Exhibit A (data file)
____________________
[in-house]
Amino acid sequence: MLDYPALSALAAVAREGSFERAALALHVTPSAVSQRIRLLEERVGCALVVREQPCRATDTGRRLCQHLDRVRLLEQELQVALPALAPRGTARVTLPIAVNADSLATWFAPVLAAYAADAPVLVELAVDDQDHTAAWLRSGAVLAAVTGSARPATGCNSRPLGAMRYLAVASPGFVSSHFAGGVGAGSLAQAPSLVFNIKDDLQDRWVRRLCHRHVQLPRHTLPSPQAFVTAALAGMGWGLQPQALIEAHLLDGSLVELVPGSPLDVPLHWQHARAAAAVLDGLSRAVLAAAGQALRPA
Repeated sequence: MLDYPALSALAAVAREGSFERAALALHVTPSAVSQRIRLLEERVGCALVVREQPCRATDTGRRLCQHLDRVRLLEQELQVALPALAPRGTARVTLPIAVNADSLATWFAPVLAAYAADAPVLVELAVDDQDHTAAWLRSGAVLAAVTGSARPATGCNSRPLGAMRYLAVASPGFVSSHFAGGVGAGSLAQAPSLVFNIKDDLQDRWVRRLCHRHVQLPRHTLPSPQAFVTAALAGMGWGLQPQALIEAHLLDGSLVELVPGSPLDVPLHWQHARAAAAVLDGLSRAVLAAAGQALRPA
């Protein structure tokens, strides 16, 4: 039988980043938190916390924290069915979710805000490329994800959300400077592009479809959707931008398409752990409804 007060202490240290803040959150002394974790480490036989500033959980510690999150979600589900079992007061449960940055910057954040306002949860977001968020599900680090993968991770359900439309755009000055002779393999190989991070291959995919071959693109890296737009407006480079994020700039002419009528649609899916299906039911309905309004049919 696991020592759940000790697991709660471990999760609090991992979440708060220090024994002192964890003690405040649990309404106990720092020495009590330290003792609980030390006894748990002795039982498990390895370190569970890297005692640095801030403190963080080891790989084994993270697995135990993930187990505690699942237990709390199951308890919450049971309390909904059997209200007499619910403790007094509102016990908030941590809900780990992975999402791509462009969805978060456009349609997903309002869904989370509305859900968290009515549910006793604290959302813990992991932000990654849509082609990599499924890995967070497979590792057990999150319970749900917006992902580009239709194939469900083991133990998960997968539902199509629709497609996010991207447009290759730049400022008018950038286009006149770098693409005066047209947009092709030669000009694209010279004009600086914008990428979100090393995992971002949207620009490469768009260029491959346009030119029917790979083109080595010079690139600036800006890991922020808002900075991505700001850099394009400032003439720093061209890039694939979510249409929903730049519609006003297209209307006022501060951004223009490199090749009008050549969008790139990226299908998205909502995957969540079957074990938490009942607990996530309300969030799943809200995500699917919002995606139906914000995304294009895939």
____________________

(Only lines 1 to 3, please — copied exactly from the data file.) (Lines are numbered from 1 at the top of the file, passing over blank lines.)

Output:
[in-house]
Amino acid sequence: MLDYPALSALAAVAREGSFERAALALHVTPSAVSQRIRLLEERVGCALVVREQPCRATDTGRRLCQHLDRVRLLEQELQVALPALAPRGTARVTLPIAVNADSLATWFAPVLAAYAADAPVLVELAVDDQDHTAAWLRSGAVLAAVTGSARPATGCNSRPLGAMRYLAVASPGFVSSHFAGGVGAGSLAQAPSLVFNIKDDLQDRWVRRLCHRHVQLPRHTLPSPQAFVTAALAGMGWGLQPQALIEAHLLDGSLVELVPGSPLDVPLHWQHARAAAAVLDGLSRAVLAAAGQALRPA
Repeated sequence: MLDYPALSALAAVAREGSFERAALALHVTPSAVSQRIRLLEERVGCALVVREQPCRATDTGRRLCQHLDRVRLLEQELQVALPALAPRGTARVTLPIAVNADSLATWFAPVLAAYAADAPVLVELAVDDQDHTAAWLRSGAVLAAVTGSARPATGCNSRPLGAMRYLAVASPGFVSSHFAGGVGAGSLAQAPSLVFNIKDDLQDRWVRRLCHRHVQLPRHTLPSPQAFVTAALAGMGWGLQPQALIEAHLLDGSLVELVPGSPLDVPLHWQHARAAAAVLDGLSRAVLAAAGQALRPA